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The Sinister Umbrella: a black umbrella with bat wings and face


The Sinister Umbrella

by Sandy Reay

An 19-year-old girl, recovering from serious injuries, tries to remake her life in this developing novella/novel.


See posts about inspiration for this story

If you want to read chapters 1-7 and help shape the story, please sign up for my monthly email newsletter and tell me.

I wrote two versions of Chapter 1. The November and December newsletters gave my followers a chance to vote on which version of Chapter 1 they liked better. It was almost unanimous.

After writing in both voices for five chapters, I abandoned third person. First person snarky is fun to write.


Feedback on chapters 1 - 11.

You are so awesome!! I cannot tell you how much I enjoyed this! I am now reading it for a second time. I can't wait to read more! I didn't really see anything I would change. The only little thing I would say is that I forgot who Rita was when she was mentioned again. Thanks for sharing this with me!

Feedback on chapters 6 & 7.

This is good stuff. It's like you upped your game overnight.

I am enjoying the ongoing adventure of Zee and her friends. I especially like that she is facing a new and unexpected challenges with how to deal with her parents. Now we have a thrilling motive and I can't wait to see what happens next!

Feedback on the first 7 chapters

I liked it and wanted to read more—that's a good sign. I like how you are slowly showing some melting of Z's armor. I kinda like the suspense and wonder how it's going to play out. Hopefully seeing some of my thoughts help you know what suspense you are building with your readers.

Feedback on the first 5 chapters using the new voice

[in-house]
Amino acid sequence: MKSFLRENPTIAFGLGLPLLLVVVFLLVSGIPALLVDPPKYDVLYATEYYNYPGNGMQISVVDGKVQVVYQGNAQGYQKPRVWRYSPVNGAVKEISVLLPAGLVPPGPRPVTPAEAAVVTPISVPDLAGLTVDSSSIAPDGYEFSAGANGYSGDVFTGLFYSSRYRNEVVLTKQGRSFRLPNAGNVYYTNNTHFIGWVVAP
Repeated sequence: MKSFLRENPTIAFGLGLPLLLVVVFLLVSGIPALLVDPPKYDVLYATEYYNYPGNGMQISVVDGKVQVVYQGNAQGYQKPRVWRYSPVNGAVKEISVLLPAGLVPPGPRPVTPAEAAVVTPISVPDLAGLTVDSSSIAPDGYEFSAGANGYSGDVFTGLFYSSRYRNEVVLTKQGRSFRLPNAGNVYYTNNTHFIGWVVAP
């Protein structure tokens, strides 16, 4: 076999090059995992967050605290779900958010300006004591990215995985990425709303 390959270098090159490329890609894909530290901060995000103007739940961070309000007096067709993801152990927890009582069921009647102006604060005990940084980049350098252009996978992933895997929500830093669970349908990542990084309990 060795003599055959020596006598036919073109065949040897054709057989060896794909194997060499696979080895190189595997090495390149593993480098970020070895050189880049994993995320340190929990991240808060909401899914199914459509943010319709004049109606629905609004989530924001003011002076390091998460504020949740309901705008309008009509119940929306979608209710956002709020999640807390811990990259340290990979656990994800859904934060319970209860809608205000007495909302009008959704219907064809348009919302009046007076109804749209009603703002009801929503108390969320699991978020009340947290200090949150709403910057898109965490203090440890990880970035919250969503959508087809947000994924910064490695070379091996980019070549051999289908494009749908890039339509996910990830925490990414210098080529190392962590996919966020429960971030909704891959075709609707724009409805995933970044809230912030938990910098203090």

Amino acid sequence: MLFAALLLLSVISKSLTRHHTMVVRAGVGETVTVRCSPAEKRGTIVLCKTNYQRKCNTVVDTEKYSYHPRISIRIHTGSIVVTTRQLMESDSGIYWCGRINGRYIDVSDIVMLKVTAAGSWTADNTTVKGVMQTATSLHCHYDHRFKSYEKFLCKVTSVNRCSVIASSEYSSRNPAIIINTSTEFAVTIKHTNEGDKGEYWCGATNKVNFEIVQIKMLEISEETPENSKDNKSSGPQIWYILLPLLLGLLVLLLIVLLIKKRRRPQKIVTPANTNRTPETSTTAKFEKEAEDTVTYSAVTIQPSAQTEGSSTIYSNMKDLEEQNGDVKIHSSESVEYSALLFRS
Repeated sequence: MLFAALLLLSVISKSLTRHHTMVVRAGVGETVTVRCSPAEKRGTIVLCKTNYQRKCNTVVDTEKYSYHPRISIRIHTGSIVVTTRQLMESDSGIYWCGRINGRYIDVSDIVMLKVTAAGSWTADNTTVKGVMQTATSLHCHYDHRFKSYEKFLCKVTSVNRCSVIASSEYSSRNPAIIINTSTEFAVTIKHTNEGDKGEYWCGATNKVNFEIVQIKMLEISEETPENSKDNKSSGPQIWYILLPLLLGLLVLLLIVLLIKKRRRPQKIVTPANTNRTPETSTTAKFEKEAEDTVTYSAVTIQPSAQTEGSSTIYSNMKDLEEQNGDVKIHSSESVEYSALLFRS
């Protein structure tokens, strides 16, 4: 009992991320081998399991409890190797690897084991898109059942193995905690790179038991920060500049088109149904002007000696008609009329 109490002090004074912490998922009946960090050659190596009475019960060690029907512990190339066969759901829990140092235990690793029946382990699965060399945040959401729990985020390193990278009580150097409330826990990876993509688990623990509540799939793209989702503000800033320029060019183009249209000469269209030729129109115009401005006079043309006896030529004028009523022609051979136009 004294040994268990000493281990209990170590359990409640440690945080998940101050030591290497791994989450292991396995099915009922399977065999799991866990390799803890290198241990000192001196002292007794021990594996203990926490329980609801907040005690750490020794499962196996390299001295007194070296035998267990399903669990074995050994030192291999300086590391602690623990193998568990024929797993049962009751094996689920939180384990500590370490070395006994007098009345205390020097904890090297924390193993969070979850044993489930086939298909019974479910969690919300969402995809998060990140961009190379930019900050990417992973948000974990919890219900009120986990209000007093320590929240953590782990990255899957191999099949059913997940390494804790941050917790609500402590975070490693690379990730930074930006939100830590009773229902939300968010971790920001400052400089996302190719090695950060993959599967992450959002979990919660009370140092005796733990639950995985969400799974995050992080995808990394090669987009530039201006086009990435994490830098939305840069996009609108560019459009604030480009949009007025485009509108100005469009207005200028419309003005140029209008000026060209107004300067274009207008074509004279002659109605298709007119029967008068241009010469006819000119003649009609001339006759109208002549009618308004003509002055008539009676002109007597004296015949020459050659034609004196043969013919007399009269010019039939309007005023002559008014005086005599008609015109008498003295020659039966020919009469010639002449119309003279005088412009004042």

Work? Having read three chapters, so far definitely does work as YA humor. Horror not so much.
Chapter 3. This is when I remember it's supposed to be a horror story.

Wow! Very cool.
I am loving this new point of view! The overall story was fluid and kept my interest. Excellent structure. I love the new snarky voice of Zizanie and how you’ve created a new level of tension with this accident and trip to the hospital.
I am enjoying the story and appreciate the chance to read it! Looking forward to the next installment.
Keep on writing!

This piece has real heart.

Looks good so far

Dang.......A real page turner ... and you patiently fleshed it out with lots of details to make it seem real. Good work. Still waiting on why it's called "The Sinister Umbrella' and wondering if you yourself the author know how it's going to pan out.
—Tom C

Chapter 1 Version 1 vs. Version 2

You do a good job starting with the little girl’s dream world this little girl doesn’t want. I like the way you handled the tragedy better this time around. Enough to totally change her life and the tone of the story, but it doesn’t drag on this time, rolling right in to interaction with Terrence.